March 2021 Edition Vol.13, Issue 3

With Telehealth, the Oncology Community Faces a “Goldilocks” Dilemma

By Aaron Tallent

The COVID-19 pandemic allowed physicians to embrace telehealth by using electronic technologies such as video conferencing to conduct care. At the Association of Community Cancer Centers (ACCC) Annual Meeting and Cancer Center Business Summit held virtually in early March, Kavita Patel, MD, MS, FACP, described how a prominent Midwestern practice went from using telehealth for less than one percent of its visits to 95 percent in a matter of 30 days.

Dr. Patel, the Fellow and Managing Director for the Center for Health Policy at the Brookings Institution, and other speakers at the ACCC meeting discussed how they are looking forward to a return to normalcy in their lives and health care, but want telehealth to be utilized at a greater level than it was before the pandemic. The question is how frequently should this form of care, which allows patients and providers to safely meet for certain visits and cuts down on commute time, be used.

“That’s going to be an ongoing debate,” said Dr. Patel in the opening policy keynote address. “There are especially some payers who would argue that we should return to the way it was. Less than one percent is too little, but certainly ninety-five percent is too much, and it becomes a Goldilocks problem. What’s the right amount of telehealth?”

An Overnight Transformation

Many oncology practices were incorporating limited telehealth infrastructure within their practice before the pandemic. For example, Central Care Cancer Center, which has 10 locations across a 150 mile radius of Kansas and Missouri and sees a high number of patients in rural areas, utilized telehealth for five percent of its visits in approximately half of its facilities. The visits were mainly for patients to receive second opinions from oncologists at larger cancer centers, such as the University of Kansas Cancer Center, and the platform that was used depended on the patient and location.

In March 2020, Central Care Cancer Center streamlined the number of platforms it used to primarily Zoom and doxy.me to give its staff and patients less tools to learn and thus, less confusion.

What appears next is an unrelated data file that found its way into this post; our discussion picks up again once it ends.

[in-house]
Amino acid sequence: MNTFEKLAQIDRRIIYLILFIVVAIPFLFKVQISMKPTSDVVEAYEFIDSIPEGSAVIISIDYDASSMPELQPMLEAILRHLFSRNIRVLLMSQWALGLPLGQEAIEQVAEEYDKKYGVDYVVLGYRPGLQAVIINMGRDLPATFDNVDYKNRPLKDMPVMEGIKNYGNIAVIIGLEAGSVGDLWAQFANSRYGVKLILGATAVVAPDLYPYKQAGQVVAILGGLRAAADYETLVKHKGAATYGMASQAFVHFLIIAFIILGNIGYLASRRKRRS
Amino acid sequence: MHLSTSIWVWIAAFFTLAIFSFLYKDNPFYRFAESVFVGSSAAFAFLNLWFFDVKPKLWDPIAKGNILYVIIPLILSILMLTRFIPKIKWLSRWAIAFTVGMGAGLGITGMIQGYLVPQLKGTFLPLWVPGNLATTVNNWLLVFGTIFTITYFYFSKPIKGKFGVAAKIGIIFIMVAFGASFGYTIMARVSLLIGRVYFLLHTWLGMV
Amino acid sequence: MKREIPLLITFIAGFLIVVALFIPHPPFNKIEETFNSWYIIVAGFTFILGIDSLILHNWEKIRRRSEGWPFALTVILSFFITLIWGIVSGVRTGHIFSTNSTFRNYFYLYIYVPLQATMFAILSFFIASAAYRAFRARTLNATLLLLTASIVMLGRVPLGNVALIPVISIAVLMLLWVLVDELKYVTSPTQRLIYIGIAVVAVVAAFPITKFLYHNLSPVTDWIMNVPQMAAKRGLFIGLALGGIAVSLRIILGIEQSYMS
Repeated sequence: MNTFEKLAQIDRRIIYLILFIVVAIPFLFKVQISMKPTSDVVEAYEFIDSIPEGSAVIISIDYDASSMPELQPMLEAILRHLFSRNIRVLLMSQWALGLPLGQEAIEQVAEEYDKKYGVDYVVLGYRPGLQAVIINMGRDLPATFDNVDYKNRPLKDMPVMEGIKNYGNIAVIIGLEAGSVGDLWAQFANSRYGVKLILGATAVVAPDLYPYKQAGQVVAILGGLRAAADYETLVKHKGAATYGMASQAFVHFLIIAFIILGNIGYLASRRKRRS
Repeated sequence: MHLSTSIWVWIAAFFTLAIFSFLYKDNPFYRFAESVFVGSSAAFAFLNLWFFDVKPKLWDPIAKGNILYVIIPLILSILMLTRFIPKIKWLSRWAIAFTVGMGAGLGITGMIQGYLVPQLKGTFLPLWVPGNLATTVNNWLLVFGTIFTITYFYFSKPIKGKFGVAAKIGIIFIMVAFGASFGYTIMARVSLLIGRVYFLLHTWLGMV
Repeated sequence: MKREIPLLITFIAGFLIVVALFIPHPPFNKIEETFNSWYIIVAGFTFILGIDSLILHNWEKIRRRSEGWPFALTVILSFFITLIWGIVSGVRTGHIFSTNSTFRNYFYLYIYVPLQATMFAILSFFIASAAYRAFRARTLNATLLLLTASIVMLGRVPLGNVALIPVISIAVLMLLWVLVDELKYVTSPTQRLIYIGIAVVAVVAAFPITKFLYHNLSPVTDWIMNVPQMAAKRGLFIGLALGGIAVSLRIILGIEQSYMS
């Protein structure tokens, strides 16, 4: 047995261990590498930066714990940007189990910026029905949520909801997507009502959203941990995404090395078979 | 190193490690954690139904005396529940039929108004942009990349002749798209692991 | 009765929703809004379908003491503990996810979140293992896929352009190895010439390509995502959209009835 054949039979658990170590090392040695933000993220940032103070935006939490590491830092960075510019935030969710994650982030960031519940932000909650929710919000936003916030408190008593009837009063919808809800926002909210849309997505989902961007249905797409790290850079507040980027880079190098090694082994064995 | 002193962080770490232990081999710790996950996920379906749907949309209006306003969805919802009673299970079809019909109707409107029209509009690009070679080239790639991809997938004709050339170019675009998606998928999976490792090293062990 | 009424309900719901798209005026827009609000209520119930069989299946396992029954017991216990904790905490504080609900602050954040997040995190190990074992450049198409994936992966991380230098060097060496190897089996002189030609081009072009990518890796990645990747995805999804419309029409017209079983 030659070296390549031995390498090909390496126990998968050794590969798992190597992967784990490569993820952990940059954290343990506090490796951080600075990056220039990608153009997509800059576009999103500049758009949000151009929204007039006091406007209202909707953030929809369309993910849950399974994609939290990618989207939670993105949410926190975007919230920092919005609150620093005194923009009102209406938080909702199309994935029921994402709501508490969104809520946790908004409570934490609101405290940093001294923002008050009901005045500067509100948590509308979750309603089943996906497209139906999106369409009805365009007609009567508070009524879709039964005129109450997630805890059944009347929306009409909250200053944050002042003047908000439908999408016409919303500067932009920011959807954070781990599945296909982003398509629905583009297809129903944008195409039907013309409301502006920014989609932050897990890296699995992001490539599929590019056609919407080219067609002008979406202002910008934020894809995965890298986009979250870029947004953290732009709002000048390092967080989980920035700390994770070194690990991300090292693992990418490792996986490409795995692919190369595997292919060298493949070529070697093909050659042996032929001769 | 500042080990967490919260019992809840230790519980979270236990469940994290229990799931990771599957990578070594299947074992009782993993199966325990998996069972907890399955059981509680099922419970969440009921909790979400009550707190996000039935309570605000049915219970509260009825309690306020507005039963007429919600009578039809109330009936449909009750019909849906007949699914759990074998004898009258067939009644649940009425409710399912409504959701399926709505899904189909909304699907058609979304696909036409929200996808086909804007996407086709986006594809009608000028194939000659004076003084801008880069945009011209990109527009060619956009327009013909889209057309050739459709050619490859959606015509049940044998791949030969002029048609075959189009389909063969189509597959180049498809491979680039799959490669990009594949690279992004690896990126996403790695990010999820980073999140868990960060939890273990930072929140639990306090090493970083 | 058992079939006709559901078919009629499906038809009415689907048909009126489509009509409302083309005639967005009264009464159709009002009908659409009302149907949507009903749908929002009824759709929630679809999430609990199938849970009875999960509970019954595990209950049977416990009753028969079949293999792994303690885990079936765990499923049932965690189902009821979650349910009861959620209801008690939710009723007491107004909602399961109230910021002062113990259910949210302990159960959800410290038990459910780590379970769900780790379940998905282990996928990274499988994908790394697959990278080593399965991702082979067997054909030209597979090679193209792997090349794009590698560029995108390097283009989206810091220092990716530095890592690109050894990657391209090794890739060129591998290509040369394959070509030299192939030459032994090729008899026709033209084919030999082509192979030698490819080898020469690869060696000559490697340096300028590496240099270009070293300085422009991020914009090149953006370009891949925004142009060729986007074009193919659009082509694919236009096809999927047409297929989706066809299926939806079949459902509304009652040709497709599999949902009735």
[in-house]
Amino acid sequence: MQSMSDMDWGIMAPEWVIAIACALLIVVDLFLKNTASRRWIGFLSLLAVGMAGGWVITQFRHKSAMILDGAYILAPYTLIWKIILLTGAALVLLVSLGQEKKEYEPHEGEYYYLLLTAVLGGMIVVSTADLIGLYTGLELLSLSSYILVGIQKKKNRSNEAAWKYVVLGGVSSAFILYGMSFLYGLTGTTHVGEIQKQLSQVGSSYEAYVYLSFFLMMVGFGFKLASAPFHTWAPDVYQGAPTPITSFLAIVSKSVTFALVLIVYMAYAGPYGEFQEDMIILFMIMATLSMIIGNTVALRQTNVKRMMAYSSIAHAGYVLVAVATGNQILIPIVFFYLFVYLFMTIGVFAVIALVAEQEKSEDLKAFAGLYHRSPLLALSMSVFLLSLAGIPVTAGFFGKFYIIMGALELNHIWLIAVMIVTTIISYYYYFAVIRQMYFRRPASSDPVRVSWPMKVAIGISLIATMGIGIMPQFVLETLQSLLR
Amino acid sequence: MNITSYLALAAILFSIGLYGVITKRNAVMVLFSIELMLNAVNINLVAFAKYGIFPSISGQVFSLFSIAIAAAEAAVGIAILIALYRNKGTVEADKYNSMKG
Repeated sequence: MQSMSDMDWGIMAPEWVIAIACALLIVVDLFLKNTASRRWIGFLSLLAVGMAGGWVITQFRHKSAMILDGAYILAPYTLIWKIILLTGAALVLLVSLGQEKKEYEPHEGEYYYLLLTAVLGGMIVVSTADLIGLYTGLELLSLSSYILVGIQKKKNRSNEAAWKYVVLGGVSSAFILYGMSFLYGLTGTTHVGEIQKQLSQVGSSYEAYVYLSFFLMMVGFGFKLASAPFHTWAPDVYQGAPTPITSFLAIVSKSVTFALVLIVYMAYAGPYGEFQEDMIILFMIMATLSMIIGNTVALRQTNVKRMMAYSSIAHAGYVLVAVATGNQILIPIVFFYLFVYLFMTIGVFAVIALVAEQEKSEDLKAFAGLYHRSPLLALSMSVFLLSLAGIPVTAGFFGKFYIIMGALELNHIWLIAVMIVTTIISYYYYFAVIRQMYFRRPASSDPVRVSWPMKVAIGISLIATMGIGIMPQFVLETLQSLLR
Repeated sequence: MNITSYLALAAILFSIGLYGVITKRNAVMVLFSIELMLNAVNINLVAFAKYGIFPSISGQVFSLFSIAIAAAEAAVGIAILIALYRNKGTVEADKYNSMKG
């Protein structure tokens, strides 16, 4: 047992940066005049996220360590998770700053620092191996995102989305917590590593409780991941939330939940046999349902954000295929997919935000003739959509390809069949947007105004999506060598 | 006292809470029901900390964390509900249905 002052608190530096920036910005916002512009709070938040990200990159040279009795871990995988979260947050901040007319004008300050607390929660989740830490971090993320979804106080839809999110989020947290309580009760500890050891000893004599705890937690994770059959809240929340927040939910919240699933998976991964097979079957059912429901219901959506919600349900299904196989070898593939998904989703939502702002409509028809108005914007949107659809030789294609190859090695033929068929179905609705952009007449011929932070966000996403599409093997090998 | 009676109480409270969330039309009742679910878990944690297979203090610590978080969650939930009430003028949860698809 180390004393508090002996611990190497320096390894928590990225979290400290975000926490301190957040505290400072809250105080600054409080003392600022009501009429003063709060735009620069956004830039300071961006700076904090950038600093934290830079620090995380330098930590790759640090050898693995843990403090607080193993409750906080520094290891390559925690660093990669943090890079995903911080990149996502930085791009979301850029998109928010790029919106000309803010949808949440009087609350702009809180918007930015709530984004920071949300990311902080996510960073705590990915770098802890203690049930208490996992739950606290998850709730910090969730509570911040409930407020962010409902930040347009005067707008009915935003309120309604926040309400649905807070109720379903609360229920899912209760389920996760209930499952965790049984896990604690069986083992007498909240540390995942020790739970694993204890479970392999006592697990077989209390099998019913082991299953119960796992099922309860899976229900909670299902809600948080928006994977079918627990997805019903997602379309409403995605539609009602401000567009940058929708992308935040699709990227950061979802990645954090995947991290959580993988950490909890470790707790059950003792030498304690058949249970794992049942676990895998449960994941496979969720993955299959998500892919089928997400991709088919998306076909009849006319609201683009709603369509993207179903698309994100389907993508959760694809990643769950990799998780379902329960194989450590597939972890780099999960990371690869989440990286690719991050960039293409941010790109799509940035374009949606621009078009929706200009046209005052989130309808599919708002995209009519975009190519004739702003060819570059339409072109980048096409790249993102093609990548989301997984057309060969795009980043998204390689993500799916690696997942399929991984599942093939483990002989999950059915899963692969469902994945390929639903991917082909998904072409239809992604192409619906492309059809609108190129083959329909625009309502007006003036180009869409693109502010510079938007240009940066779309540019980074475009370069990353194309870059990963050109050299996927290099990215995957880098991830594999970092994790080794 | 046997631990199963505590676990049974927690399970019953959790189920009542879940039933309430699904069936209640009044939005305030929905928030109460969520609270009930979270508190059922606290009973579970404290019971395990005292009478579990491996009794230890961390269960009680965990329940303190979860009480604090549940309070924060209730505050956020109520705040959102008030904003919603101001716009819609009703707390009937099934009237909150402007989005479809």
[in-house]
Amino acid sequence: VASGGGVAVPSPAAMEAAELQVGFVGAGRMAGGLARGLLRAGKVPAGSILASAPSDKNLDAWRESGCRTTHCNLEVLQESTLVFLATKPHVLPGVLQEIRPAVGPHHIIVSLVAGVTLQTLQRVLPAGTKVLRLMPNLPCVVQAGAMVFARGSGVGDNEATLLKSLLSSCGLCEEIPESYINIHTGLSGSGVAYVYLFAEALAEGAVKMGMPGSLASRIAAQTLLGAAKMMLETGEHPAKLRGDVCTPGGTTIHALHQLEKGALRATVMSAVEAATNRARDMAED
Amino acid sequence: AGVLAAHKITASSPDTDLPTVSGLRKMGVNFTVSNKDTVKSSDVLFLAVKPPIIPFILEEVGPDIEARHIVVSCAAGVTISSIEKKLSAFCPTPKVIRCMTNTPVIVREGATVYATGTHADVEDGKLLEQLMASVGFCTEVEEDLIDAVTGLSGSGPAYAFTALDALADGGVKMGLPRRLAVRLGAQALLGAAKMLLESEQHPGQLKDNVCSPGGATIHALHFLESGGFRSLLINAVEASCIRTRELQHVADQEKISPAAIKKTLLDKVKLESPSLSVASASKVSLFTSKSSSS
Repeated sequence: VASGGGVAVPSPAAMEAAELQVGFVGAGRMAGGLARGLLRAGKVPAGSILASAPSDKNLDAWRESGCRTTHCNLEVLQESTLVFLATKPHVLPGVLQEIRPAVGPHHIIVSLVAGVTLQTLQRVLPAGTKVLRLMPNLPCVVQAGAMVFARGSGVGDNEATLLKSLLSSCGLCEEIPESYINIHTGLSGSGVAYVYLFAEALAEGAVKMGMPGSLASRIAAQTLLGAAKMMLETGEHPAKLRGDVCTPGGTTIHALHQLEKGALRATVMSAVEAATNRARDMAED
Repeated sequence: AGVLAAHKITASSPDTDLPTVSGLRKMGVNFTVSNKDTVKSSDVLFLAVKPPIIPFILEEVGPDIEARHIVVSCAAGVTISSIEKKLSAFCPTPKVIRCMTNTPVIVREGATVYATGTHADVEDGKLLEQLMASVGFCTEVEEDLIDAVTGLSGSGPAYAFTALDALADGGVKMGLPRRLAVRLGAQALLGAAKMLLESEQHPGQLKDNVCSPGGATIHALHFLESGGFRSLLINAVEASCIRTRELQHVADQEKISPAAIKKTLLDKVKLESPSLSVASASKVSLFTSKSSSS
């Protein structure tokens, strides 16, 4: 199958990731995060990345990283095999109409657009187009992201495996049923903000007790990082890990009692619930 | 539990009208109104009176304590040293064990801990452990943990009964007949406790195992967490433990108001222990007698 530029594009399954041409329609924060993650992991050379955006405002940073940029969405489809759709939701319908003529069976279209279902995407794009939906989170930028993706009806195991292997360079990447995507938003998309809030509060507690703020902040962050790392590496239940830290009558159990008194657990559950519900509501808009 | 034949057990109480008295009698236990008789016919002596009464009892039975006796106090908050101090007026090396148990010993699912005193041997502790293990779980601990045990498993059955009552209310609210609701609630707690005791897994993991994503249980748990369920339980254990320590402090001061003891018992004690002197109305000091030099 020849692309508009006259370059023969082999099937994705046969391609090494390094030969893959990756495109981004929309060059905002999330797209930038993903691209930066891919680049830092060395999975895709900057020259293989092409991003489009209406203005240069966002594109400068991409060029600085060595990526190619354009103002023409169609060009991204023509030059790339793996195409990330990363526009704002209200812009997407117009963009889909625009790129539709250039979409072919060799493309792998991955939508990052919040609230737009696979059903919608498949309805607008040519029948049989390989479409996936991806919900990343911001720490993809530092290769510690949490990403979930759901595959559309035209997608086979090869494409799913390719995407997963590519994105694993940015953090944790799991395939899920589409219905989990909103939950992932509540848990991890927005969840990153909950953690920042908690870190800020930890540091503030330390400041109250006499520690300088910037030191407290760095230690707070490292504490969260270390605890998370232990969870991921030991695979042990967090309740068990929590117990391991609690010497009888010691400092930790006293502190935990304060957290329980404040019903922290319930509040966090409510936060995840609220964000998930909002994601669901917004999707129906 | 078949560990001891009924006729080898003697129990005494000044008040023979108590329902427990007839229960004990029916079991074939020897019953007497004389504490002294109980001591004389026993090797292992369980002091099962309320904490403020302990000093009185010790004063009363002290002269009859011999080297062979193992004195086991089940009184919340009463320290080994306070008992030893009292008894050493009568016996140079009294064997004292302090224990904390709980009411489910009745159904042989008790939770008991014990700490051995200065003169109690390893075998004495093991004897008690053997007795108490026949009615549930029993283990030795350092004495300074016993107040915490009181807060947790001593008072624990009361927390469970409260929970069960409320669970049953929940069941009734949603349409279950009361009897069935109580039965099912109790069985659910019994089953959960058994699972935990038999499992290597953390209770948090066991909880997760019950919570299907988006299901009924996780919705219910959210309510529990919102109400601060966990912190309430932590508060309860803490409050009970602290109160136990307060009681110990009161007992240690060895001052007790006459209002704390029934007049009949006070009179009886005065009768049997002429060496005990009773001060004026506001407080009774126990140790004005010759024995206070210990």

“Because [technology’s] so flexible and you have too many options, not everyone uses the same and not everyone is familiar with that technology,” said Johanna Garzon, MHA, HBAT, Cancer Center Director of Central Care Cancer Center and Heartland Cancer Center.

The Centers for Medicare and Medicaid Services (CMS) also made changes to telehealth policies that helped practices make telehealth more widely available to patients during the pandemic. First and foremost, Medicare began reimbursing practices at the same rate for telehealth services as for in-person visits during the pandemic, along with not requiring patients to have an existing relationship with the physician providing care via telehealth. CMS also made another significant change in allowing physicians who are licensed in one state to see a patient in a different state through telehealth.

With these changes, CMS reported that the number of patients meeting through telehealth went from 11,000 a week to 1.3 million by the end of April. Between March and August of last year, Garzon said between 50 and 60 percent of her center’s visits were conducted via telehealth.

“We were very lucky because we already had the infrastructure here,” she said.

Telehealth Post-COVID

The frequency of telehealth’s use once the country fully reopens post-pandemic hinges significantly on the decisions of CMS regarding the flexibility it provided during the public health emergency once patients can safely begin in-person visits. The first question will be how to reimburse physicians for telehealth visits. Dr. Patel said the parity with in-person visits likely won’t continue given what may be perceived as distorted incentives.

“You don’t want to pay the exact same amount for an in-person visit as you would a virtual visit, but it’s clear that allowing for people to do more virtual visits is actually going to expand adherence and access,” she said.

Dr. Patel and the other panelists also noted that more data on the positives and negatives of telehealth is key to making more informed, long-term decisions. The benefits in improved quality of life for patients have been touted, but so have the potential long-term costs. The Congressional Budget Office (CBO) has historically estimated that expanding telehealth will increase Medicare spending. However, Frank Micciche, Vice President of Public Policy and Communications for the National Committee for Quality Assurance, says CBO’s estimate is based on what he thinks “is the mistaken belief that people will come out of the woodwork because they can all of a sudden access telehealth. Unfortunately, with the pandemic, this is not a great proving ground in terms of rebutting that belief.”